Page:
Chapter 5 relates how, during and after World War II, “philanthropic programs more than once became entangled in the ideological battles that pitted Washington against the Kremlin” (p. 137). The boundary between government and philanthropy blurred once again. American charitable organizations operated in occupied areas, distributing publicly-funded supplies as aid, but also to influence opinion. And, post-war, American foundations waged cultural war against communism, supplemented by the CIA’s “philanthropic organizations” (p. 151), which ultimately cast suspicion on all American foundations overseas. The same patterns played out in less developed countries although some private development groups exerted their independence from Cold War goals.
This chapter also discusses post-war private American aid to the state of Israel. When President Eisenhower distanced American policy and financial aid from support for Israel, the American Jewish community made up the difference, and more. Fundraising was accompanied by public-relations campaigns portraying Israel as the sole American ally in the Mideast; this prevailed and ultimately forced a change in U.S. policies. All this “ventured beyond the humanitarian and economic incentives that had up-to-now bounded the partnership between philanthropy and government” (p. 168).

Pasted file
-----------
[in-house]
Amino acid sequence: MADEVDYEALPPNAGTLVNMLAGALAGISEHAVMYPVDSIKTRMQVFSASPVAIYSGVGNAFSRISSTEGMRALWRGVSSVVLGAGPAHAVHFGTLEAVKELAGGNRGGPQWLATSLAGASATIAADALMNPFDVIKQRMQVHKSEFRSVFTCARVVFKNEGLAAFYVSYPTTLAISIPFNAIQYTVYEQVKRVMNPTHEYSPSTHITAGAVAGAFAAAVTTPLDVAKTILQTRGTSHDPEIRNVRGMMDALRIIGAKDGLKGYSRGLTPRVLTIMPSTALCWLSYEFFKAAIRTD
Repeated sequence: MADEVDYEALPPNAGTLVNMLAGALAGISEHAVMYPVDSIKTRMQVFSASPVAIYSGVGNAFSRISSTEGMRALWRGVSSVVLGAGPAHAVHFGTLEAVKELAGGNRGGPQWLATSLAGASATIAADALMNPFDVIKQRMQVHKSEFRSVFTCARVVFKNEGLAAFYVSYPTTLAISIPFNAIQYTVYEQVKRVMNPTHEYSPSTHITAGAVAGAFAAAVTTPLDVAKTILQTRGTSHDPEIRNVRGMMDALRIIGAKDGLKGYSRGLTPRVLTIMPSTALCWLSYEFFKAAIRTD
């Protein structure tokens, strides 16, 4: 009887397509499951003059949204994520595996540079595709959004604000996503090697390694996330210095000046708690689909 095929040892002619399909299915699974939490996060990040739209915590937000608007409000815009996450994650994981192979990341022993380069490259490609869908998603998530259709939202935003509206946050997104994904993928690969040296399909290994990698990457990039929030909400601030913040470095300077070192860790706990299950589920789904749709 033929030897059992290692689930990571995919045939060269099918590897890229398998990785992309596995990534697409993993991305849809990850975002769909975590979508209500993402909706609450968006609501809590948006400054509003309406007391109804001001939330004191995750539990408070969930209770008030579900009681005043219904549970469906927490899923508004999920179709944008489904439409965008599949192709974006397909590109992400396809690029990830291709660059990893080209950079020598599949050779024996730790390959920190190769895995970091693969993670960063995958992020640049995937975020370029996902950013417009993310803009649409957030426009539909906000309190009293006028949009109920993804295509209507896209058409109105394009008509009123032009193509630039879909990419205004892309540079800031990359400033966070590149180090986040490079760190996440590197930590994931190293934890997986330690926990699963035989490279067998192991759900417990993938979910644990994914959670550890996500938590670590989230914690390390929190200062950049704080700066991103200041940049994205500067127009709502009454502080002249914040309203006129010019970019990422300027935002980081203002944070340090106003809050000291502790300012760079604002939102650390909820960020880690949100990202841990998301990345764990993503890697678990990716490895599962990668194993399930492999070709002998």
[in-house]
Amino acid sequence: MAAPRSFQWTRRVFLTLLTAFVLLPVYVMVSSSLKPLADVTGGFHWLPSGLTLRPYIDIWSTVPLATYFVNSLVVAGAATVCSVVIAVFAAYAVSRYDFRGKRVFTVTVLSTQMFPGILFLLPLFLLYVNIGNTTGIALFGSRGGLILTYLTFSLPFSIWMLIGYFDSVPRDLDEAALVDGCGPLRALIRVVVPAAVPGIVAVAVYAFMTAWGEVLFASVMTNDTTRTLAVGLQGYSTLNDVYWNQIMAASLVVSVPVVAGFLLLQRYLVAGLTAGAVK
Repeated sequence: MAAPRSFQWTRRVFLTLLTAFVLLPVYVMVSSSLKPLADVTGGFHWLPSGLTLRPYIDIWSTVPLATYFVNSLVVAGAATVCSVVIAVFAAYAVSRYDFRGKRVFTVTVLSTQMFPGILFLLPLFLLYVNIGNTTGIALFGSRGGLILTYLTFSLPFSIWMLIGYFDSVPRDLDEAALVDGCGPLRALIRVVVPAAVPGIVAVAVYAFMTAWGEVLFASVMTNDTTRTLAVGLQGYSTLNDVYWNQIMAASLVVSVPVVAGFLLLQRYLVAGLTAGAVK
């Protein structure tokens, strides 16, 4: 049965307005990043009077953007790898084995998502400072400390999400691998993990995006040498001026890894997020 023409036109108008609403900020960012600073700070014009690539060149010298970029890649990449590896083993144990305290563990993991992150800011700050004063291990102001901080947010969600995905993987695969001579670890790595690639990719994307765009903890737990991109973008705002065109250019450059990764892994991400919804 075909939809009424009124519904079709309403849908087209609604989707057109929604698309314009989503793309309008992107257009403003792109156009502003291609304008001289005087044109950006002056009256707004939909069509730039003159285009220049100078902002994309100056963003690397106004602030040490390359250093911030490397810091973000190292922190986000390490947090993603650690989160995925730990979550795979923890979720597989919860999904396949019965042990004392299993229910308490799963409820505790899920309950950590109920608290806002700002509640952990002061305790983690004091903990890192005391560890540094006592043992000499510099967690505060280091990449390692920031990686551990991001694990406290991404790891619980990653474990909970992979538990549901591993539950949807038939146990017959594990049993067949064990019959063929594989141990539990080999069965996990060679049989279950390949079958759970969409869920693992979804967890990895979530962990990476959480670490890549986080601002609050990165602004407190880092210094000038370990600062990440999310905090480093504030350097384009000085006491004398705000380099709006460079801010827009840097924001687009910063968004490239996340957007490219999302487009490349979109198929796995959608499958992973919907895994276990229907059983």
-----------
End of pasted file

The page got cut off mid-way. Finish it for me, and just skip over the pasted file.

Chapter 6 considers domestic philanthropy after World War II, when older foundations lapsed into a quiet period of seeking a new vision for their billions. The biggest development was the rise of conservative religious foundations and mass fundraising by evangelical organizations. Zunz concludes that “the postwar effort to build a more Christian America thus rested on the convergence of big money and mass giving” (p. 199).
Chapter 7 tells how major liberal foundations found a fresh focus in the civil rights movement of the 1960s. This raised the ire of Southern conservatives in Congress, who set out to limit foundations. They generally failed, but Congressional scrutiny did create tighter limits on political activism by foundations; and it did produce a requirement for foundations to spend at a rate exceeding five percent of their worth annually. The era of civil rights activity also reversed the New Deal’s divorce of government and philanthropy.